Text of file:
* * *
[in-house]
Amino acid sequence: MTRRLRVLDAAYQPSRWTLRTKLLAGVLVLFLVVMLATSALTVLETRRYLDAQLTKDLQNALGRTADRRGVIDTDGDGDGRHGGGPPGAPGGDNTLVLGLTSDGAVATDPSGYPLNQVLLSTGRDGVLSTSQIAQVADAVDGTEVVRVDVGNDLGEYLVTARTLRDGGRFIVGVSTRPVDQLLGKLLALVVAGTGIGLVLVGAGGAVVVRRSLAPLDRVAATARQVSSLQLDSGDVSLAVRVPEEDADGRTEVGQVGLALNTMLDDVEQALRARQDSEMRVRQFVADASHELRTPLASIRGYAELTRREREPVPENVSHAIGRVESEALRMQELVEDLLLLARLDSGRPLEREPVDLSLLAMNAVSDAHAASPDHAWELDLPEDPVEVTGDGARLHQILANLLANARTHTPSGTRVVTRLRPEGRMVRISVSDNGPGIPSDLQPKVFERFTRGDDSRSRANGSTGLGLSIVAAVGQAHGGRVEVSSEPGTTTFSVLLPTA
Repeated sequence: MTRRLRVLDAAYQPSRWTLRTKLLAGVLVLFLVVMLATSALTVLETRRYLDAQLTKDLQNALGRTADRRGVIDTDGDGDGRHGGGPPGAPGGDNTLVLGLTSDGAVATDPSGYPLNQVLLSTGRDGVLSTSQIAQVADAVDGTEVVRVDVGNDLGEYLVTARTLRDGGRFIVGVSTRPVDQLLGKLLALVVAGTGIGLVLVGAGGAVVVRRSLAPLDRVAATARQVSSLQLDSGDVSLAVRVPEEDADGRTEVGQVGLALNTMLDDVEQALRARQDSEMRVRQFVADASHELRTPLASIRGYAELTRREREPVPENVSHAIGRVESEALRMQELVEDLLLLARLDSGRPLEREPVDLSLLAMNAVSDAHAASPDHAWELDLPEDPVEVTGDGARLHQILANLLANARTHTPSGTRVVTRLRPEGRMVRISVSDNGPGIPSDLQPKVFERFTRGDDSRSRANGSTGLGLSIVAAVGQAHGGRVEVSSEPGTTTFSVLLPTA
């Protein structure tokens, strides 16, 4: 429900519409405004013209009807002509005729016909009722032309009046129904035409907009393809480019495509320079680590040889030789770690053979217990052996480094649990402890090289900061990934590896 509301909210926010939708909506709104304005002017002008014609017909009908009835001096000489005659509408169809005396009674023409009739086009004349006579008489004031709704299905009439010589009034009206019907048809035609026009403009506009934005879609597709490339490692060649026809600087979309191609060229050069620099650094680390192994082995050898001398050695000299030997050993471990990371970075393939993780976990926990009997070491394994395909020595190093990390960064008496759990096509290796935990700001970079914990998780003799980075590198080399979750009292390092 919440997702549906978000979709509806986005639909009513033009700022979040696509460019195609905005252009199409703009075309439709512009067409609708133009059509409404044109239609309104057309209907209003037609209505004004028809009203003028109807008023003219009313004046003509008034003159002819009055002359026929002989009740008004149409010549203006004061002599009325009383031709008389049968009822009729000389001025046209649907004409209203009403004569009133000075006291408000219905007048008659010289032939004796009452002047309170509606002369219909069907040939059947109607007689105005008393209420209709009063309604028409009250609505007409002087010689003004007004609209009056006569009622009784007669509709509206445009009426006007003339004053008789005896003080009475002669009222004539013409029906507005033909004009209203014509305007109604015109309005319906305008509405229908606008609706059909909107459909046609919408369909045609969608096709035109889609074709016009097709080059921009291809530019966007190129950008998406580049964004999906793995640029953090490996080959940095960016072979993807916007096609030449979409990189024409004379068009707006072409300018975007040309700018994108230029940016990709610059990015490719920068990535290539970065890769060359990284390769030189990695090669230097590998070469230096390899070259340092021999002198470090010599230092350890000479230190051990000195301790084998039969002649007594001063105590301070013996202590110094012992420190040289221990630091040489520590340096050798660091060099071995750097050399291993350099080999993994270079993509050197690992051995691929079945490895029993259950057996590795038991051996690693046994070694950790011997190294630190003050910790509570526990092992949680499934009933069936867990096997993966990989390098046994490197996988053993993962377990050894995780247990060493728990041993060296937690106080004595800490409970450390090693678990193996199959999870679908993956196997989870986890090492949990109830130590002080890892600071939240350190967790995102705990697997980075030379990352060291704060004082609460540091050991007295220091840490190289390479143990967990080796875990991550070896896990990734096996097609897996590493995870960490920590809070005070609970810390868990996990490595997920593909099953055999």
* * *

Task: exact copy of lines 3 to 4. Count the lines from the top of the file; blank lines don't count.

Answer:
Repeated sequence: MTRRLRVLDAAYQPSRWTLRTKLLAGVLVLFLVVMLATSALTVLETRRYLDAQLTKDLQNALGRTADRRGVIDTDGDGDGRHGGGPPGAPGGDNTLVLGLTSDGAVATDPSGYPLNQVLLSTGRDGVLSTSQIAQVADAVDGTEVVRVDVGNDLGEYLVTARTLRDGGRFIVGVSTRPVDQLLGKLLALVVAGTGIGLVLVGAGGAVVVRRSLAPLDRVAATARQVSSLQLDSGDVSLAVRVPEEDADGRTEVGQVGLALNTMLDDVEQALRARQDSEMRVRQFVADASHELRTPLASIRGYAELTRREREPVPENVSHAIGRVESEALRMQELVEDLLLLARLDSGRPLEREPVDLSLLAMNAVSDAHAASPDHAWELDLPEDPVEVTGDGARLHQILANLLANARTHTPSGTRVVTRLRPEGRMVRISVSDNGPGIPSDLQPKVFERFTRGDDSRSRANGSTGLGLSIVAAVGQAHGGRVEVSSEPGTTTFSVLLPTA
């Protein structure tokens, strides 16, 4: 429900519409405004013209009807002509005729016909009722032309009046129904035409907009393809480019495509320079680590040889030789770690053979217990052996480094649990402890090289900061990934590896 509301909210926010939708909506709104304005002017002008014609017909009908009835001096000489005659509408169809005396009674023409009739086009004349006579008489004031709704299905009439010589009034009206019907048809035609026009403009506009934005879609597709490339490692060649026809600087979309191609060229050069620099650094680390192994082995050898001398050695000299030997050993471990990371970075393939993780976990926990009997070491394994395909020595190093990390960064008496759990096509290796935990700001970079914990998780003799980075590198080399979750009292390092 919440997702549906978000979709509806986005639909009513033009700022979040696509460019195609905005252009199409703009075309439709512009067409609708133009059509409404044109239609309104057309209907209003037609209505004004028809009203003028109807008023003219009313004046003509008034003159002819009055002359026929002989009740008004149409010549203006004061002599009325009383031709008389049968009822009729000389001025046209649907004409209203009403004569009133000075006291408000219905007048008659010289032939004796009452002047309170509606002369219909069907040939059947109607007689105005008393209420209709009063309604028409009250609505007409002087010689003004007004609209009056006569009622009784007669509709509206445009009426006007003339004053008789005896003080009475002669009222004539013409029906507005033909004009209203014509305007109604015109309005319906305008509405229908606008609706059909909107459909046609919408369909045609969608096709035109889609074709016009097709080059921009291809530019966007190129950008998406580049964004999906793995640029953090490996080959940095960016072979993807916007096609030449979409990189024409004379068009707006072409300018975007040309700018994108230029940016990709610059990015490719920068990535290539970065890769060359990284390769030189990695090669230097590998070469230096390899070259340092021999002198470090010599230092350890000479230190051990000195301790084998039969002649007594001063105590301070013996202590110094012992420190040289221990630091040489520590340096050798660091060099071995750097050399291993350099080999993994270079993509050197690992051995691929079945490895029993259950057996590795038991051996690693046994070694950790011997190294630190003050910790509570526990092992949680499934009933069936867990096997993966990989390098046994490197996988053993993962377990050894995780247990060493728990041993060296937690106080004595800490409970450390090693678990193996199959999870679908993956196997989870986890090492949990109830130590002080890892600071939240350190967790995102705990697997980075030379990352060291704060004082609460540091050991007295220091840490190289390479143990967990080796875990991550070896896990990734096996097609897996590493995870960490920590809070005070609970810390868990996990490595997920593909099953055999």